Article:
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jehwig0107

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Moved from a technical forum, no template.

I have a problem in mechanics.

On the wedge and block only the gravisational force (mg) is exerted (and there is no friction in this system).

What is asked in the question is the final velocities of the wedge and the block (vB, vK). The velocity of the block is conserved when it reaches at the ground.

Do I need to solve this question with the conservation of momentum and conservation of energy? (this is what the solution tolds me) It seems to me that it is absurd, because if the momentum is conserved, then the total energy is encreased.

When we compare two energies:

1) E just before the separation : 0.5*(mB * vB^2 + mK * vK'^2) = mB * g * h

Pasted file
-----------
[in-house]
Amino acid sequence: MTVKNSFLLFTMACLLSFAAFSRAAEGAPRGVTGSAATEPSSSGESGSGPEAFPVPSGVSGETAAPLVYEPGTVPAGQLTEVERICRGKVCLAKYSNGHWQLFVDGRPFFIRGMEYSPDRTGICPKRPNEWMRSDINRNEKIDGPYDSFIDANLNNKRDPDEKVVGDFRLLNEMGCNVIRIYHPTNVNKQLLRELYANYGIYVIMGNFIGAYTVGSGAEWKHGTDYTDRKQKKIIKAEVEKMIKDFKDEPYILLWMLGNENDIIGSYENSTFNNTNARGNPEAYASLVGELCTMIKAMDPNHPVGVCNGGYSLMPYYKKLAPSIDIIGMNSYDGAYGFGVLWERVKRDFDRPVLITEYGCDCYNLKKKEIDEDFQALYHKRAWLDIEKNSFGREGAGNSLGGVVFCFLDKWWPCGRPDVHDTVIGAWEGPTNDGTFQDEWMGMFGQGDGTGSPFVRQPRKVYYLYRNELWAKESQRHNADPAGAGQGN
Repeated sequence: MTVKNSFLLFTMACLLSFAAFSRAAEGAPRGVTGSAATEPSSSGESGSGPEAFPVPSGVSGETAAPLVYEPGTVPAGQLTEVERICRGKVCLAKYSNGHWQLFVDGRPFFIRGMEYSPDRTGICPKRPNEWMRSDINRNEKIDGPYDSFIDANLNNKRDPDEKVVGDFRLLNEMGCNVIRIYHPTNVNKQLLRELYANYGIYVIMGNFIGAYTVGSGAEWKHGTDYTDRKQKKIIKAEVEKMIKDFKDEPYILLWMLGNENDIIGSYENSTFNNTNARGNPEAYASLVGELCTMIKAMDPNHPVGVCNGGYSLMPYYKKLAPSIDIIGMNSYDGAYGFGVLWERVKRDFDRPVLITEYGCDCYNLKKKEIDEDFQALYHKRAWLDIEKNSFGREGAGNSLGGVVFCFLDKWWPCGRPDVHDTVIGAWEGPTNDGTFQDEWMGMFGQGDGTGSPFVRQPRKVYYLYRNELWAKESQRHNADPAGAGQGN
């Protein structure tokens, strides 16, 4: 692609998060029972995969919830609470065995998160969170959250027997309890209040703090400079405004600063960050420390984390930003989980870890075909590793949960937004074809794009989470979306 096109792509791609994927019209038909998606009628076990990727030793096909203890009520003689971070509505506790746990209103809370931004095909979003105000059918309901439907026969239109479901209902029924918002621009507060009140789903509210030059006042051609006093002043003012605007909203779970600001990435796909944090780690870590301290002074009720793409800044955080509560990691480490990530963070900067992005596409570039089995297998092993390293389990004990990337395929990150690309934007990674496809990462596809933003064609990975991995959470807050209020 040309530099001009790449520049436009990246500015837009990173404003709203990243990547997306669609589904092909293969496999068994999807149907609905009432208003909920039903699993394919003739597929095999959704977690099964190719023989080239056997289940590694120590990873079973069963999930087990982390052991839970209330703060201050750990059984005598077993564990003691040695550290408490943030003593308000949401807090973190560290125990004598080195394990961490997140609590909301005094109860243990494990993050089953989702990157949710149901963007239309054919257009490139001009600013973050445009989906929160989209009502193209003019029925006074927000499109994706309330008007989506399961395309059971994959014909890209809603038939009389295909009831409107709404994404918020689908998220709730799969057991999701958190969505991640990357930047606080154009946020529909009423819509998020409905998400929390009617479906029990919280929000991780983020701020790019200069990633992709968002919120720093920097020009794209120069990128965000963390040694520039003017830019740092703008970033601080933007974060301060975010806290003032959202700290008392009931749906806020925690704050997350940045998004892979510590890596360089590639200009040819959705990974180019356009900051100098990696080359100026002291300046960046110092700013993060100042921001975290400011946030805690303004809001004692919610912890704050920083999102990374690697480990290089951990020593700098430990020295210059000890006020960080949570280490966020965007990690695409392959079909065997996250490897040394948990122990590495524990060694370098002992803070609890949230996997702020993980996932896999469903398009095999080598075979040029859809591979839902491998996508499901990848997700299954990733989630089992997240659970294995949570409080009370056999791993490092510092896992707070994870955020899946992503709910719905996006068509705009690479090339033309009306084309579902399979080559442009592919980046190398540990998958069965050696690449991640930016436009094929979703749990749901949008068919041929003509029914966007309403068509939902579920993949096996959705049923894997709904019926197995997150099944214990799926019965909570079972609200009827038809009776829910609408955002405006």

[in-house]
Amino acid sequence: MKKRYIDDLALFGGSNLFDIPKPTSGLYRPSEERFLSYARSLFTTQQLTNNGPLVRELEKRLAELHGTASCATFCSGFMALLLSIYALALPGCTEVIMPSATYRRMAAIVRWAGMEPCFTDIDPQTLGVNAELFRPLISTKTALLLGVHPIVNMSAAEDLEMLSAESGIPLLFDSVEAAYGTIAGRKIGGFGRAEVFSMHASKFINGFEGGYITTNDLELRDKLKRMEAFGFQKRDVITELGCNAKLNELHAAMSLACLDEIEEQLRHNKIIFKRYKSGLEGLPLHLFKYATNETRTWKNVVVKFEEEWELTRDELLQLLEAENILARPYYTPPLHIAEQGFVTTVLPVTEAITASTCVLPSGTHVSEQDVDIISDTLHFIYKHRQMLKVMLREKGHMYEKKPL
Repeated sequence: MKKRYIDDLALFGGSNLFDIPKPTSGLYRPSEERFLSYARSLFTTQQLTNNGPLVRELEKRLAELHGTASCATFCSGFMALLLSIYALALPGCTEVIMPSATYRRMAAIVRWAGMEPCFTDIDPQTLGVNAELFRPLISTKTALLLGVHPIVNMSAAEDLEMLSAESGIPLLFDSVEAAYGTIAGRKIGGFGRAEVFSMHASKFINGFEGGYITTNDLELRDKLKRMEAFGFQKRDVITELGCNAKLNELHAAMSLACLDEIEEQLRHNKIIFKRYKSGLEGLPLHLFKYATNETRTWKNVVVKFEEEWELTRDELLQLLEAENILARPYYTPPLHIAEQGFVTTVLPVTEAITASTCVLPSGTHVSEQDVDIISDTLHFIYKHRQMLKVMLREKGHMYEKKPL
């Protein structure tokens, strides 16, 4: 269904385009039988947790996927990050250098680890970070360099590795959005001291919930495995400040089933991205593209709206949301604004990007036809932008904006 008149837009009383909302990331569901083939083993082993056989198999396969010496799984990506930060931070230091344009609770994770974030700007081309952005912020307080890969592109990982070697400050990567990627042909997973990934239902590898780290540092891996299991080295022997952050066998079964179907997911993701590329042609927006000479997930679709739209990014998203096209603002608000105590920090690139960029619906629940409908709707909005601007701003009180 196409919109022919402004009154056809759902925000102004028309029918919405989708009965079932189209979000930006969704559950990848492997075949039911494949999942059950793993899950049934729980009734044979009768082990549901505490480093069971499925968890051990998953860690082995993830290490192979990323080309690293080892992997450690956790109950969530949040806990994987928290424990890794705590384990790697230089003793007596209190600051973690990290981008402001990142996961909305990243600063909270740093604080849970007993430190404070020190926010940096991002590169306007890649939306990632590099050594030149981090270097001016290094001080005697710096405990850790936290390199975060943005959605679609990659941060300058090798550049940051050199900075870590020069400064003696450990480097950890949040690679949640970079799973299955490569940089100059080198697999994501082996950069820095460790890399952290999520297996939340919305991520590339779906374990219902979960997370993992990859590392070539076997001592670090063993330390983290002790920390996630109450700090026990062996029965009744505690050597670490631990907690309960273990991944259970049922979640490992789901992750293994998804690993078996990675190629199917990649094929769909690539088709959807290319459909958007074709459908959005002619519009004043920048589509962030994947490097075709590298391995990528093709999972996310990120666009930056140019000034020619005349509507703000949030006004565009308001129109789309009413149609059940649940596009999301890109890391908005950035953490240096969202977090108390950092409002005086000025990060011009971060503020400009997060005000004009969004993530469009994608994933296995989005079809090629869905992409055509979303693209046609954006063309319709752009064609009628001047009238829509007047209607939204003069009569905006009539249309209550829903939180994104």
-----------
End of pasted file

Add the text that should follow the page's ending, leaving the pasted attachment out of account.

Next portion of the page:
And when the momentum for horizontal direction is conserved : mB * vB'x - mK * vK' = mB * vB - mK * vK = 0

(vB' is the velocity of Block just before the seperation, and its magnitude is same with vB, the final velocity. vB'x is the horizontal component of vB')

vK is thus greater than vK' (because vB is greater than vB'x)

2) E after the separation : 0.5*(mB * vB^2 + mK * vK^2) > mB * g * h (1)

Therefore the total energy is not conserved if the horizontal momentum is conserved.

Am I wrong?